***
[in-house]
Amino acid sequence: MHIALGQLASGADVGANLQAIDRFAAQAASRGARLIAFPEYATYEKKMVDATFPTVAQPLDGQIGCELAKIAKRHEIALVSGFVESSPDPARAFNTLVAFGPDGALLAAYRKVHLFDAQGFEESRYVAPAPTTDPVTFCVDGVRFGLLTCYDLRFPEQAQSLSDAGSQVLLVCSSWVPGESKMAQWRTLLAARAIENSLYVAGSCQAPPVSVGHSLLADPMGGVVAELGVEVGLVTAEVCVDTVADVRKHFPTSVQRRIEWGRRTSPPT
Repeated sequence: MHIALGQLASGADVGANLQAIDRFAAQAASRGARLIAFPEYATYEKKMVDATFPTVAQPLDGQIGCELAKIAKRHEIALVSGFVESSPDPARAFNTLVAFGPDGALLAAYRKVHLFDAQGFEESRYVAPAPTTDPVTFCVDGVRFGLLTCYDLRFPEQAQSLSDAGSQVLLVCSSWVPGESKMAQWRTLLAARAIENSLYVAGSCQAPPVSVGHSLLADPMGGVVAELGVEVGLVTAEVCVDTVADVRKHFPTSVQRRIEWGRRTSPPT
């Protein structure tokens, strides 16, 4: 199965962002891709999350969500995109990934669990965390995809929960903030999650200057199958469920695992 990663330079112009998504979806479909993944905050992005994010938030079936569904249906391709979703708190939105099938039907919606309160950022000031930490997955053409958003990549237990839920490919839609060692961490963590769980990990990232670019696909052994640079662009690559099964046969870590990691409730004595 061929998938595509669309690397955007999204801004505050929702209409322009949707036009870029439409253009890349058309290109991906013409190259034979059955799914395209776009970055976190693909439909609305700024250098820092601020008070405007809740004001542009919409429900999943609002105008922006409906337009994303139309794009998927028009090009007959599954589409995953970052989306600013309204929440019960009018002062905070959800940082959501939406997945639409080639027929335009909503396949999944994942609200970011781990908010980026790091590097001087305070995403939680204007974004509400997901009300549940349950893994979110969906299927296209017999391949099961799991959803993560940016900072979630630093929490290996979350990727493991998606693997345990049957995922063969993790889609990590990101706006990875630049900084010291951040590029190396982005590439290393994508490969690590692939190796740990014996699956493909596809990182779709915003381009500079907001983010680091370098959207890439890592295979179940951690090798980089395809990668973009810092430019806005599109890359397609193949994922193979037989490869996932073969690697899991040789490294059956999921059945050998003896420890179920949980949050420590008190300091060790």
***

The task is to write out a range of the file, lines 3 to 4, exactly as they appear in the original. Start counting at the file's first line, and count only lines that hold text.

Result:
Repeated sequence: MHIALGQLASGADVGANLQAIDRFAAQAASRGARLIAFPEYATYEKKMVDATFPTVAQPLDGQIGCELAKIAKRHEIALVSGFVESSPDPARAFNTLVAFGPDGALLAAYRKVHLFDAQGFEESRYVAPAPTTDPVTFCVDGVRFGLLTCYDLRFPEQAQSLSDAGSQVLLVCSSWVPGESKMAQWRTLLAARAIENSLYVAGSCQAPPVSVGHSLLADPMGGVVAELGVEVGLVTAEVCVDTVADVRKHFPTSVQRRIEWGRRTSPPT
């Protein structure tokens, strides 16, 4: 199965962002891709999350969500995109990934669990965390995809929960903030999650200057199958469920695992 990663330079112009998504979806479909993944905050992005994010938030079936569904249906391709979703708190939105099938039907919606309160950022000031930490997955053409958003990549237990839920490919839609060692961490963590769980990990990232670019696909052994640079662009690559099964046969870590990691409730004595 061929998938595509669309690397955007999204801004505050929702209409322009949707036009870029439409253009890349058309290109991906013409190259034979059955799914395209776009970055976190693909439909609305700024250098820092601020008070405007809740004001542009919409429900999943609002105008922006409906337009994303139309794009998927028009090009007959599954589409995953970052989306600013309204929440019960009018002062905070959800940082959501939406997945639409080639027929335009909503396949999944994942609200970011781990908010980026790091590097001087305070995403939680204007974004509400997901009300549940349950893994979110969906299927296209017999391949099961799991959803993560940016900072979630630093929490290996979350990727493991998606693997345990049957995922063969993790889609990590990101706006990875630049900084010291951040590029190396982005590439290393994508490969690590692939190796740990014996699956493909596809990182779709915003381009500079907001983010680091370098959207890439890592295979179940951690090798980089395809990668973009810092430019806005599109890359397609193949994922193979037989490869996932073969690697899991040789490294059956999921059945050998003896420890179920949980949050420590008190300091060790």